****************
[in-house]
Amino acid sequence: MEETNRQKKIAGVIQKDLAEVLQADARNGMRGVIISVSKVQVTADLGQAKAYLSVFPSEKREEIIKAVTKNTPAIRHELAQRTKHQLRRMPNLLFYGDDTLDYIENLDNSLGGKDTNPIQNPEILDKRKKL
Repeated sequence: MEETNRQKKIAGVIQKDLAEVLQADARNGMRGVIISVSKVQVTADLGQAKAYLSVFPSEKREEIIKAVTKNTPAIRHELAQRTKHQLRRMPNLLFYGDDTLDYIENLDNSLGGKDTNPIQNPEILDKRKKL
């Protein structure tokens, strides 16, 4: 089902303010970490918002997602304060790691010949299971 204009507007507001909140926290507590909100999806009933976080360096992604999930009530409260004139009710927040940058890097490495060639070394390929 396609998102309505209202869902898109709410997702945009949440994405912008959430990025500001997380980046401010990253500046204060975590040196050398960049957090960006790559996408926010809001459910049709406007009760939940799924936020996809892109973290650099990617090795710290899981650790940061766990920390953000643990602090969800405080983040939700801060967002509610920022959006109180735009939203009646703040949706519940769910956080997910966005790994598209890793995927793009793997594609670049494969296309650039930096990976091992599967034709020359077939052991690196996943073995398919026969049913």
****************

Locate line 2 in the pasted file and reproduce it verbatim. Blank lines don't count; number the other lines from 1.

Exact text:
Amino acid sequence: MEETNRQKKIAGVIQKDLAEVLQADARNGMRGVIISVSKVQVTADLGQAKAYLSVFPSEKREEIIKAVTKNTPAIRHELAQRTKHQLRRMPNLLFYGDDTLDYIENLDNSLGGKDTNPIQNPEILDKRKKL